"He loves being the star, being the center of attention," says Carroll, "and he's great under pressure. You just wish he trained a little harder. For years people have told me how wonderful he is, because he has that quality that brings people out of their seats. But there's something missing."
"If I came into this arena right now, with none of my students around," says Carroll, "I'd turn on the lights, put on some music and skate around looking like a fool, because, at age 50, I still love to skate. Christopher wouldn't."
He doesn't live it. He doesn't have figure skating in his soul. Bowman has heard the criticism before. During the 1988 Olympics in Calgary, in which he finished seventh, ABC announcer Dick Button tweaked him over the air, saying, "He's a little too busy chasing Frisbees—and bikinis—on the beaches of Malibu."
"You're right, Dick, I'm a human being," responds Bowman, who believes that "eating and breathing figure skating morning, noon and night is fine for a few minutes. I mean, who cares if you arrive at the rink early and turn on the lights? Who really cares? Not the judges. Not the audience. It doesn't matter how many days I've worked as long as I feel in my heart I have what it takes to do my best right here and right now. The bottom line is the performance."
Figure skaters approach a competition in one of three ways. They dread it, out of fear of failure. Or they prepare, prepare, prepare for it, in the conviction that when their time comes to take center stage, muscle memory will prove more potent than nervousness, hot flashes and terror. Or they embrace it the same way a thespian—or in Bowman's case, a vaudevillian—embraces a performance, for figure skating is equal parts athletics and theater, a blend that is unique in all of sport.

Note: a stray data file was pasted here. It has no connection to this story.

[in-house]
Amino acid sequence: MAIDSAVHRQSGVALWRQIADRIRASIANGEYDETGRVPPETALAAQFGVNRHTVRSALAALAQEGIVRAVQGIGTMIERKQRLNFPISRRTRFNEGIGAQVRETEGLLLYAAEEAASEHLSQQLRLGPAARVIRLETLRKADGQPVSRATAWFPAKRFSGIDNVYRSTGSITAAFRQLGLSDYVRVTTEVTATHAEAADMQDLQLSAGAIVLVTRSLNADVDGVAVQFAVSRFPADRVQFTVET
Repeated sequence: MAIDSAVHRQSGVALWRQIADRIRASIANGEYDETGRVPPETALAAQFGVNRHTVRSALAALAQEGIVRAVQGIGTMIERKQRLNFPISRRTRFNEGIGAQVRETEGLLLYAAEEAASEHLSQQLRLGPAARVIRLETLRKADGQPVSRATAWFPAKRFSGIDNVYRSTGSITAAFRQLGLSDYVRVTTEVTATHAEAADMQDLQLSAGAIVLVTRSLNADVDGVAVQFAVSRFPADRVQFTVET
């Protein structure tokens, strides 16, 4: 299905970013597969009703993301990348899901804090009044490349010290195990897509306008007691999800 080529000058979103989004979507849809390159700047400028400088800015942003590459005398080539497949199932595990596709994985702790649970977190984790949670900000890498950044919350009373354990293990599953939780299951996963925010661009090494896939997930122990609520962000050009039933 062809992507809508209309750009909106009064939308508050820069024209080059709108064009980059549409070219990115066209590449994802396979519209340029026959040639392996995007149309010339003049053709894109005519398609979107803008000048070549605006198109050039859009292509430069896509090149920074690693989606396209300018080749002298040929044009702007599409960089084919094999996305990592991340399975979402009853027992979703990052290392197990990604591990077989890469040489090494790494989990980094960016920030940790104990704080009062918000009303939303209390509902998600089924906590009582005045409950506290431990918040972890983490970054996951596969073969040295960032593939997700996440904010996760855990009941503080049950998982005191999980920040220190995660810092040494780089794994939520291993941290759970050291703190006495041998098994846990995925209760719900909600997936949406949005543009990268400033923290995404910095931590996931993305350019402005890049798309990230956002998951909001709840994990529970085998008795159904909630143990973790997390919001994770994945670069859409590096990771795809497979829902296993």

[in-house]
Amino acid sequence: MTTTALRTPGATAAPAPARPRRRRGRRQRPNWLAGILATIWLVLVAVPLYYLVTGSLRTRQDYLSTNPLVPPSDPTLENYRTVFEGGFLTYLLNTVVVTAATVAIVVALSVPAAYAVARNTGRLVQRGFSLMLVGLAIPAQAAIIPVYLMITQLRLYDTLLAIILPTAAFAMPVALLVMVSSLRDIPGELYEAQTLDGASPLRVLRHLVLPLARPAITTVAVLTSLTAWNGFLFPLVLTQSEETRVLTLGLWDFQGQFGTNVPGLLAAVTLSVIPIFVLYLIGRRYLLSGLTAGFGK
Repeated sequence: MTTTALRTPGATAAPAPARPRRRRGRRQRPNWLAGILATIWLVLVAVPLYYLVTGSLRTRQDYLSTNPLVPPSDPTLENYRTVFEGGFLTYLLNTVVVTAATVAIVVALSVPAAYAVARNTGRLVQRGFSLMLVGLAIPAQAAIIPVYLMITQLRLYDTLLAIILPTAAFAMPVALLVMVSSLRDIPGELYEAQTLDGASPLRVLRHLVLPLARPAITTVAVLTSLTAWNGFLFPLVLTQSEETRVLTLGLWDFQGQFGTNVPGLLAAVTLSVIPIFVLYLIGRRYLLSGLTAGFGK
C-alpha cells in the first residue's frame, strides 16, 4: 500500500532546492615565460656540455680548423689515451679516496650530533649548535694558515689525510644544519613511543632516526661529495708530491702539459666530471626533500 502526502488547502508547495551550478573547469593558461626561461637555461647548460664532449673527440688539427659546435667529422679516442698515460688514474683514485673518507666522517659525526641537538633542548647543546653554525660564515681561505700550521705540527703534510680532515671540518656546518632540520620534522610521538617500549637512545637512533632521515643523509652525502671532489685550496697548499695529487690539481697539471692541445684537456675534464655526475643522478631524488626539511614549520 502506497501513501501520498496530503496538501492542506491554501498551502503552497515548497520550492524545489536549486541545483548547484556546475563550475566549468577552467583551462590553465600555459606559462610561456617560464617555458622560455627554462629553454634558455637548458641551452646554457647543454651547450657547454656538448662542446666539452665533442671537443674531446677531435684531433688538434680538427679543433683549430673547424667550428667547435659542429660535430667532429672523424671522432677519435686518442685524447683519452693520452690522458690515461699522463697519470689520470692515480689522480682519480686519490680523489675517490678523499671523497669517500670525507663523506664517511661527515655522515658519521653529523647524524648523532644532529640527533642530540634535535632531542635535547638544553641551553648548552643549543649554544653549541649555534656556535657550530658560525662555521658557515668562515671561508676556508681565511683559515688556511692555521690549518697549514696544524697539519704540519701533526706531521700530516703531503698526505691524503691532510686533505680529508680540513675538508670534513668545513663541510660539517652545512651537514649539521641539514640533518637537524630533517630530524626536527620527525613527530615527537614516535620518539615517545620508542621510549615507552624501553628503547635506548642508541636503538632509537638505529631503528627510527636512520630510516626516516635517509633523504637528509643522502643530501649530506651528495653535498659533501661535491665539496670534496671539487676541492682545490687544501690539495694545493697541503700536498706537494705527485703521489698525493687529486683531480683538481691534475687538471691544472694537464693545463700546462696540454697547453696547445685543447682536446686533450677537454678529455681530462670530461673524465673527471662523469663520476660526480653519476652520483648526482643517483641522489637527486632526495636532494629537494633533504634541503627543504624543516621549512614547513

Bowman is not the skating technician Boitano was; his form and body line are not quite as close to perfect. He doesn't have the nimble, energetic style that distinguished Hamilton. But no American skater has, or had, Bowman's on-ice flair and, well, chutzpah. He is a Broadway director's idea of a skater, a cross between Casanova and Bob Hope. In some respects Bowman resembles a masculine version of Katarina Witt: flirtatious, sensual, melodramatic—sometimes to the point of hokiness. He moves easily to music and maintains a body line that seems to flow across the ice without angles. However, Bowman lacks any trace of Witt's sophistication, often surrendering to the temptation to be a flagrant ham. He will unabashedly wave at the judges, wink at television cameras and occasionally even stick his tongue out at rinkside friends. During exhibitions he will literally climb into the stands bumping and grinding while teenage girls collapse at his skates. "He loves to shake his booty," says Carroll, "and he has that sultry sort of attitude and look that work well with Latin music. Frankly, I'd like to have his style more refined. Sometimes he makes a gesture and I think, Oh, vomit."
Don't look for Bowman to change anytime soon. "People say, 'Aren't you being just a little flip and flamboyant?' " he says. "But that's me out there. That's my personality. And deep down inside, I think that 92 percent of the judges like what I do."
He is a born performer, who has been gravitating toward center stage since he was five years old and first took to the ice. Near the Bowmans' home in Van Nuys, Calif., was a skating rink in a shopping mall. One day Joyce Bowman looked up to see her son, Christopher, sliding around the rink in his street shoes. He had seen a bunch of kids out there having fun and, being a self-assured only child and somewhat hyperactive besides, he figured he would join them. Eventually Joyce entered him in a tiny tots program to learn to skate. He was, to say the least, a natural. "Right from the start I was doing twirls and racing around," he says. "I was Christopher Bowman, ankle biter, in your face."
Within months he skated well enough to advance into the 17-and-older class. One minute he would be leading a parade of teenagers around the shopping mall ice, the next he would be sitting on the ice eating snow. The fit wasn't quite right, and Joyce was advised to find private instruction for her son. She had heard of a rink near their home, the Van Nuys Iceland, and one afternoon she dropped in to see if anyone there gave lessons. A young girl was on the ice, and Joyce had never seen such beautiful skating. She raved about the girl to a woman seated nearby. "Why, thank you. That's my daughter," Virginia Fratianne replied. Her coach, of course, was Carroll, and he agreed to take the precocious five-year-old Christopher on as a student.